For Capital's Baseball Fans, Time Is Set to Begin Anew
||New York Times (NY)
||Thursday, April 14, 2005
WASHINGTON, April 13 - Jerry Bush remembers the day baseball died as if it were yesterday, not 34 years ago, not a lifetime ago.
It was Sept. 30, 1971, at Robert F. Kennedy Memorial Stadium, the final game for the Washington Senators before their hated owner, Robert Short, moved the team to Arlington, Tex., to become the Rangers.
With two outs in the top of the ninth and the Senators ahead, hundreds of angry, frustrated, memento-hunting fans piled onto the field, raced around the bases and tore numbers off the scoreboard. Mr. Bush, a 17-year-old high school senior at the time, pulled up a chunk of emerald sod and kept it in a shoe box in his bedroom for years.
Over the next three decades, he flirted with other teams: the Orioles, the Yankees. But like a scorned lover who just can't get over it, none of them stuck in his heart. None until this year.
On Thursday, Mr. Bush will join 45,500 other fans at R.F.K. Stadium for the sold-out home opener of the newly minted Washington Nationals, formerly the Montreal Expos, who have brought baseball back to this baseball-starved city.
"I'm getting goose bumps when I hear the name Nats on the radio," said Mr. Bush, a middle-school technology teacher in Montgomery County, Md., who unashamedly wears his Nationals baseball cap and jersey to school some days.
In this buttoned-down city of transients, power brokers and the politically obsessed, giddy displays of nostalgia are not the norm. But baseball has a way of doing that to grown men and, occasionally, women.
"Everywhere I go, people stop me to talk baseball," said City Councilman Jack Evans. "They yell from cars. They grab me at meetings. I see people wearing the hats all over the city. At a Ward 7 event on Friday, two dozen people, mostly men 40 and over, said how proud they were to have a team back."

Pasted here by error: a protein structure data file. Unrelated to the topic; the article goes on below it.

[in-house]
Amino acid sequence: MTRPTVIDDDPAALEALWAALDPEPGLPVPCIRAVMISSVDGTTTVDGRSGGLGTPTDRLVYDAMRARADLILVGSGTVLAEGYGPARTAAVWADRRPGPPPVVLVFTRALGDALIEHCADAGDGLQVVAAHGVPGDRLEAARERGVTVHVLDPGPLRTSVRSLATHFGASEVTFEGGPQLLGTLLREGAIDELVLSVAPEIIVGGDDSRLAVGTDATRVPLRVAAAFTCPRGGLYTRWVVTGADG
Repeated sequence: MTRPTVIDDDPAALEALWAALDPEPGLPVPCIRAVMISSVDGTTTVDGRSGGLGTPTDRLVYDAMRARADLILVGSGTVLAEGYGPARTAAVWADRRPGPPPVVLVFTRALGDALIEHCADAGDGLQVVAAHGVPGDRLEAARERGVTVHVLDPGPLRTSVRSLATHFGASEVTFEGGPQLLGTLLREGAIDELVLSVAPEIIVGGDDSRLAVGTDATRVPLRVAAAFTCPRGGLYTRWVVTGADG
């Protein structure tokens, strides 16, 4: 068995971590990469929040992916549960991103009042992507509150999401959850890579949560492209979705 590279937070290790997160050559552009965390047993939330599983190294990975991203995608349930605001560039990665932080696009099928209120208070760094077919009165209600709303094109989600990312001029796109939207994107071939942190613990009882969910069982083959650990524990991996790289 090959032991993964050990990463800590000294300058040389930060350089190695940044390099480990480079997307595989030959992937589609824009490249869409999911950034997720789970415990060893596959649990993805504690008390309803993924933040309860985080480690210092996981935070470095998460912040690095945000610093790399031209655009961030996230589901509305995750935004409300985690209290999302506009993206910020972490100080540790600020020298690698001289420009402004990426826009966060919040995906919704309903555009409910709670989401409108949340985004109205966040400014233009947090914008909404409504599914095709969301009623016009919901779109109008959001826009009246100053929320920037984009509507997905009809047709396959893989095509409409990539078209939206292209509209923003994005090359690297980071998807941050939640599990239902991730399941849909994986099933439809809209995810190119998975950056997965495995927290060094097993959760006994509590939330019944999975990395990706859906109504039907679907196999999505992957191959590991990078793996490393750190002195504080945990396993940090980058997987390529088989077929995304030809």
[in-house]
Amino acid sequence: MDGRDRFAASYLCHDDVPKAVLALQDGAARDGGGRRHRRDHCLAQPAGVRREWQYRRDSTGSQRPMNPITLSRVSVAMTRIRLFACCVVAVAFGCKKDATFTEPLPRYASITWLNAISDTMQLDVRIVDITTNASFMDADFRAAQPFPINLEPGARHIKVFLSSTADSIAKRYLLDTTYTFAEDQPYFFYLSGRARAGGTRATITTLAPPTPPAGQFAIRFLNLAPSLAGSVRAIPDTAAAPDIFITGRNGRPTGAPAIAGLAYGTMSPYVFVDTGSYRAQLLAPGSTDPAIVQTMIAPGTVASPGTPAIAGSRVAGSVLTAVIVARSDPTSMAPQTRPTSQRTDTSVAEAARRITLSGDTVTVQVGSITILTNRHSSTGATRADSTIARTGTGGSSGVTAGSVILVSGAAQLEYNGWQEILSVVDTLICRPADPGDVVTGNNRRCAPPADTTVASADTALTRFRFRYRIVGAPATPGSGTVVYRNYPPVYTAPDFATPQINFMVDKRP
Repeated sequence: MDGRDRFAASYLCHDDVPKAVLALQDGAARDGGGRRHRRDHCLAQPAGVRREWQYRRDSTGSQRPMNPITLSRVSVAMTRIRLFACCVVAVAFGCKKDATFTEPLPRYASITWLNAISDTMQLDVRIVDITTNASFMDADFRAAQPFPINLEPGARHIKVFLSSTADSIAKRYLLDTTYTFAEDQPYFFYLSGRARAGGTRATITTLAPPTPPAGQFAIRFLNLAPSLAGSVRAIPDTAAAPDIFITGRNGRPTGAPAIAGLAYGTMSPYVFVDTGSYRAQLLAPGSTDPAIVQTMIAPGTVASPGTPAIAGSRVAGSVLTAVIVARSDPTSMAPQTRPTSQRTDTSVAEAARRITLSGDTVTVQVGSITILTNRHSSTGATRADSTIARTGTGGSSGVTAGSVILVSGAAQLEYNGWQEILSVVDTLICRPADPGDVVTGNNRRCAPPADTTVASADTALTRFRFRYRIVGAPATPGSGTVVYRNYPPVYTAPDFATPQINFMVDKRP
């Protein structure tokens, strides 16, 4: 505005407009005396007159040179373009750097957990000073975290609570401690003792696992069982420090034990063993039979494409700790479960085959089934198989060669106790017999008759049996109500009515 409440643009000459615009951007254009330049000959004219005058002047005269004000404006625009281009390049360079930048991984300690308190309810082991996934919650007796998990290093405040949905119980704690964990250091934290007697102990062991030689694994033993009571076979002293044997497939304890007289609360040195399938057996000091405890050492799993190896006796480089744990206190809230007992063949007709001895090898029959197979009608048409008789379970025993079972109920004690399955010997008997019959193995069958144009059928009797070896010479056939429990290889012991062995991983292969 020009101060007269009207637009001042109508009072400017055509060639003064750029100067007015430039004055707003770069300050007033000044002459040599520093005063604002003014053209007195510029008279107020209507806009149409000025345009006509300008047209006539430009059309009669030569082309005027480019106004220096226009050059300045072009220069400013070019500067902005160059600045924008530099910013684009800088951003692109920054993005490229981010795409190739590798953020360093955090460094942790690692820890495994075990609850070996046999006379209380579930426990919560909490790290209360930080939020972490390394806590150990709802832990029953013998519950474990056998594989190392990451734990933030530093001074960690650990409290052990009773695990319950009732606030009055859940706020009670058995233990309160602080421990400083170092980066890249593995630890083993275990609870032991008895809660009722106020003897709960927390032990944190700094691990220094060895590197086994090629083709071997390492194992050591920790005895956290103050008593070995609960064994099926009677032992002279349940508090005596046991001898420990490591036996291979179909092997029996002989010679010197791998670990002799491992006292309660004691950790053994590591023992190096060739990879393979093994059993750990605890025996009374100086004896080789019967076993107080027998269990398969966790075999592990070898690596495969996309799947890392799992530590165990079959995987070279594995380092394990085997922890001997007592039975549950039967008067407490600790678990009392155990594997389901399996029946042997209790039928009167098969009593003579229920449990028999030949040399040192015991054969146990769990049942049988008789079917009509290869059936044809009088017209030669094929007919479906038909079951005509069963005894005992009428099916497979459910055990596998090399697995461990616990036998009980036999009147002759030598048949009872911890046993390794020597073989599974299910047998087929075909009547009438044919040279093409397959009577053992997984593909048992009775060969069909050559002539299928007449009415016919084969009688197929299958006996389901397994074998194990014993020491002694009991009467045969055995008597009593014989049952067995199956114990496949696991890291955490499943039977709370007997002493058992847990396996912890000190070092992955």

Never mind that few here can name more than a player or two on their new team. Never mind that the club drew just 748,550 fans in Montreal last year, when it finished last in the National League East with a 67-95 record. Never mind that the National's hat features a lone "W" above the bill, an uncomfortable reminder to some people in this overwhelmingly Democratic city of their Republican president.
A new day has dawned in a new city. The Nationals are 5-4 and tied for first in their division. The honeymoon has begun. While the common folk buy team T-shirts and hats, the rich and powerful have been buying up behind-the-dugout seats. Already, the Nationals have sold more than 22,000 season tickets, prompting confident team officials to project total attendance of 2.5 million for the year.
"The good news is we haven't had to aggressively market the team yet," said Chartese Berry, the Nationals' vice president for communications. "We were just absolutely bombarded by folks who were interested."
The home opener will have all the trappings of a Washington event. President Bush - once a part-owner of the Texas Rangers - will throw out the ceremonial first pitch, using the final ball from the final Washington Senators game, which the team forfeited to the Yankees because the fans stormed the field. There will be a flyover of military jets. And Chris Matthews plans to tape his Thursday edition of "Hardball" on MSNBC from the R.F.K. field.
This being Washington, protests are also expected. Parents who want the city to spend money on schools instead of a new baseball stadium. Advocates seeking Congressional voting rights for the city. (Washington has only a nonvoting seat in the House.) Critics of President Bush. Opponents of the war in Iraq. (The Nationals are trying to negotiate a deal to let the National Guard advertise and recruit at the stadium.)
"I think Robert Kennedy would appreciate that," Mayor Anthony Williams, whose entire public schedule on Thursday will involve baseball events, said of the protests.
The big question for marketing gurus and baseball fanatics alike is how long the love affair will last. Could one abysmal Expos-like season kill it?
It may come down to people like Jim Mauro. A Pittsburgh native who has lived in Washington for 25 years, Mr. Mauro has continued to cheer for his beloved Pirates. This year might be different.
At an Orioles game in Baltimore this month, Mr. Mauro, a lawyer, glanced up at the scoreboard and noticed that the Phillies were leading the Nationals. And he noticed something else: a pang of dismay with his new home team.
"It was an epiphany," said Mr. Mauro, 60, the president of a youth baseball league in northwest Washington. "I felt like I was becoming a Nationals fan. And I felt guilty about the Pirates."